--> Abstract: Possible Contribution of 4-D Microgravity to Reservoir Monitoring, by Jan Mrlina; #90077 (2008)

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Possible Contribution of 4-D Microgravity to Reservoir Monitoring

Jan Mrlina
Geophysical Institute ASCR, Prague, Czech Republic
[email protected]

Monitoring of fluids in reservoirs has become an essential tool for the control of the development of hydrocarbon fields. Repeated microgravity measurements can determine gas-water or gas-oil contact displacement in time. Gravity modelling was performed to test its effectiveness in the case of gas-water movement in reservoirs (pumping, water-flooding, etc.). Several aspects of the gas-saturated reservoir were changed in the model including its size, depth, porosity and the density contrasts between fluids. The process of gas or steam injecting/pumping was also simulated. It was found that such processes can be observed by time-lapse (4-D) microgravity, but the success depends on local conditions. As an example, a water-flood process in a semi-horizontal 20-m-thick reservoir layer with 10% porosity was modeled. The results proved the feasibility of detecting the gravity signal caused by the moving flood-front even at a depth of about 2,000 m.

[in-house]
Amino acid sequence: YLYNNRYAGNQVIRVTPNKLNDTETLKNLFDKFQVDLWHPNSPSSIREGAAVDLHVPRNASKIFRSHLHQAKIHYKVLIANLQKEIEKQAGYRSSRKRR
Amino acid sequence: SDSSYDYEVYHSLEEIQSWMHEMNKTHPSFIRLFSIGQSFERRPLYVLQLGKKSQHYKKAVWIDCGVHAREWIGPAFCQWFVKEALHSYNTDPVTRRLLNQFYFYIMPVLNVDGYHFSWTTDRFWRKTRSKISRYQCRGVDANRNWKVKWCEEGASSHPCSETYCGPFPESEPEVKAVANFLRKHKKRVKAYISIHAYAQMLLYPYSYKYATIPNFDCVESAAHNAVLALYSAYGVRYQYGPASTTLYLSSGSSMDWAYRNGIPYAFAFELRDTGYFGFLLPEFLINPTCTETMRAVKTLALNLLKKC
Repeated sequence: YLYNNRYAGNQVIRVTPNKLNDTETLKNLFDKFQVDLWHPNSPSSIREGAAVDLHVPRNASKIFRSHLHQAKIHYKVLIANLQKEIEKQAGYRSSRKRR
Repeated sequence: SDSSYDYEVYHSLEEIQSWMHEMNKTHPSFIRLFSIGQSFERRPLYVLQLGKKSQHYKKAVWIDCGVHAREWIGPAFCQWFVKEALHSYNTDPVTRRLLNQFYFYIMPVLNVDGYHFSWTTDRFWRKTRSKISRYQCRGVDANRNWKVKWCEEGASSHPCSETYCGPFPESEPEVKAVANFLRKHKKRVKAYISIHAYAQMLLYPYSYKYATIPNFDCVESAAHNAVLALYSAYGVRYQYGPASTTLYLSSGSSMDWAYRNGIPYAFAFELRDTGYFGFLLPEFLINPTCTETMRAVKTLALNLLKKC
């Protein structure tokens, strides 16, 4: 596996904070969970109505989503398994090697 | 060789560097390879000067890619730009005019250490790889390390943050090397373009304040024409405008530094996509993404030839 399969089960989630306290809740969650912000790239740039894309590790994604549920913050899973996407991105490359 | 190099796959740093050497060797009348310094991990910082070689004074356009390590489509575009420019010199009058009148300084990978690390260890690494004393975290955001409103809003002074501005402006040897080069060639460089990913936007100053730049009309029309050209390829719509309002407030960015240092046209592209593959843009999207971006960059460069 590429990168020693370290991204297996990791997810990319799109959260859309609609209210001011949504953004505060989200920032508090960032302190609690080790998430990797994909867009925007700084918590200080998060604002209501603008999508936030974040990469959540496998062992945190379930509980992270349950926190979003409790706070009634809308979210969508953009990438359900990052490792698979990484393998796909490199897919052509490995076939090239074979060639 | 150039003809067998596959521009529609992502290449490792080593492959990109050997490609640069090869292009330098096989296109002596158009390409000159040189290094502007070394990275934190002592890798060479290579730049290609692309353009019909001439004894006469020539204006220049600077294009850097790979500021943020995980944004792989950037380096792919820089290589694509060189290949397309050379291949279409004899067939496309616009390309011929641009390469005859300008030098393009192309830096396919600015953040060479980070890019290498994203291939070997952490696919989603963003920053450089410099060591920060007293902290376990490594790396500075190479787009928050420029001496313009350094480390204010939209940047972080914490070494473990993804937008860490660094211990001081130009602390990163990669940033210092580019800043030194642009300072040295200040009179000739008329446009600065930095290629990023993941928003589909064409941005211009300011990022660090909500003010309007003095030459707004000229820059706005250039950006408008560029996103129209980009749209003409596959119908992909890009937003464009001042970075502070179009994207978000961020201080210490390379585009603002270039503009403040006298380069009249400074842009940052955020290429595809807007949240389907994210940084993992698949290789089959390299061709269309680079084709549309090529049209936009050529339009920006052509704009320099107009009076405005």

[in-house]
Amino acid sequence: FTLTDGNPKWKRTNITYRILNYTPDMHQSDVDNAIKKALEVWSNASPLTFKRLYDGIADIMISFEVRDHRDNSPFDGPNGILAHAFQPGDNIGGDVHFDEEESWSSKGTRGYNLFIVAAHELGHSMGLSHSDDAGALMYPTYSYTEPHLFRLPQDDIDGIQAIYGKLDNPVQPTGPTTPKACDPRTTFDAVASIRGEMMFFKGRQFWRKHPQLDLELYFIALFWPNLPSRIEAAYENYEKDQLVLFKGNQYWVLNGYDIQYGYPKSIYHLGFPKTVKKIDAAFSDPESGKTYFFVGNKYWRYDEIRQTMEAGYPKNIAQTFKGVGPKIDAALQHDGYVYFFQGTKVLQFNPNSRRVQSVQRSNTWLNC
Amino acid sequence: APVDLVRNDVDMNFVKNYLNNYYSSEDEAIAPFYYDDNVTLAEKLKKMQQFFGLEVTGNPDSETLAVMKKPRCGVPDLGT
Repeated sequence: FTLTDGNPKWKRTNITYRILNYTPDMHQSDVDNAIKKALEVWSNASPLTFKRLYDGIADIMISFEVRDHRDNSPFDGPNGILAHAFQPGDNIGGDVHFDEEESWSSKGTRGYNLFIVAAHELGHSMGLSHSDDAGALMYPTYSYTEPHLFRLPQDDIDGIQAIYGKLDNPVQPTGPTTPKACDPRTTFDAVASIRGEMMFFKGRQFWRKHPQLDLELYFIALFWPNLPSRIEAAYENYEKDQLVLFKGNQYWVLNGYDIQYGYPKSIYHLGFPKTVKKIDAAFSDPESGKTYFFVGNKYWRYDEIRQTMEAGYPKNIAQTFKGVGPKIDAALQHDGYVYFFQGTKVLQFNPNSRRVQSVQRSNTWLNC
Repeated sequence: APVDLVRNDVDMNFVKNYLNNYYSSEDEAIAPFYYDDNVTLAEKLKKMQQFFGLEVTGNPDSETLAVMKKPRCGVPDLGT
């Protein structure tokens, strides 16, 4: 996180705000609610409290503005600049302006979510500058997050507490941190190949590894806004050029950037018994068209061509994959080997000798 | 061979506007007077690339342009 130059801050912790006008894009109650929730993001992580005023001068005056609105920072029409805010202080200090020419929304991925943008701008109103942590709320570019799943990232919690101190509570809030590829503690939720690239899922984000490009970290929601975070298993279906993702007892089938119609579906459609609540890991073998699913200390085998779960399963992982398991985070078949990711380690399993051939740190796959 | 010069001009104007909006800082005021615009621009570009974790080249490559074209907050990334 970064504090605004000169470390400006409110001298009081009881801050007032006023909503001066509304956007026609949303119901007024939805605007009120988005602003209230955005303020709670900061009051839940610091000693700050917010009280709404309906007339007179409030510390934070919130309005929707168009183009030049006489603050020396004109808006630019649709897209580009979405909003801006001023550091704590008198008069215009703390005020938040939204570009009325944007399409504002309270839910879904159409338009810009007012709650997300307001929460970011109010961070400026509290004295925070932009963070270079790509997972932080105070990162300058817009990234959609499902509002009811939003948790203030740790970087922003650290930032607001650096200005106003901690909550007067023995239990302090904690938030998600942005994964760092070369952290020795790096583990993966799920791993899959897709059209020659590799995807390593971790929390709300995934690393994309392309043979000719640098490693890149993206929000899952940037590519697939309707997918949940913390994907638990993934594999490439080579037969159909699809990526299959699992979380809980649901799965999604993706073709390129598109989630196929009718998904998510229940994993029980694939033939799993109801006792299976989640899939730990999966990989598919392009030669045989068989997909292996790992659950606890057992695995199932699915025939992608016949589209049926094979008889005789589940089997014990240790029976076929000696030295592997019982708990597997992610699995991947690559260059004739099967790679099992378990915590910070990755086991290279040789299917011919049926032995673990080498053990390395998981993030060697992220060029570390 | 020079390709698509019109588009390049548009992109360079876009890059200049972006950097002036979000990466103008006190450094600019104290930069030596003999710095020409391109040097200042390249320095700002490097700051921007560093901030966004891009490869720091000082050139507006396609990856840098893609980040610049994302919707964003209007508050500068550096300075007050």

However, in some real cases, the conditions may differ from the model’s assumptions; for example the gas-water density contrast can vary due to pressure and salinity. Therefore, each proposed application of the method has to be preceded by a feasibility study based on 2.5-D, 3-D and 4-D gravity modelling using all available local parameters. Another application is the monitoring of CO2 sequestration. With respect to the low-amplitudes for the expected gravity signals, the measurements have to be highly accurate, and the vertical displacements have to be controlled. The monitoring system could be significantly improved by the application of repeated borehole gravity measurements. The efficiency of the technique has already been proved by time-lapse surveys in Alaska, France, the Netherlands, Italy and elsewhere, where the gravity response to fluid movement far exceeded the signal confidence level.


AAPG Search and Discovery Article #90077©2008 GEO 2008 Middle East Conference and Exhibition, Manama, Bahrain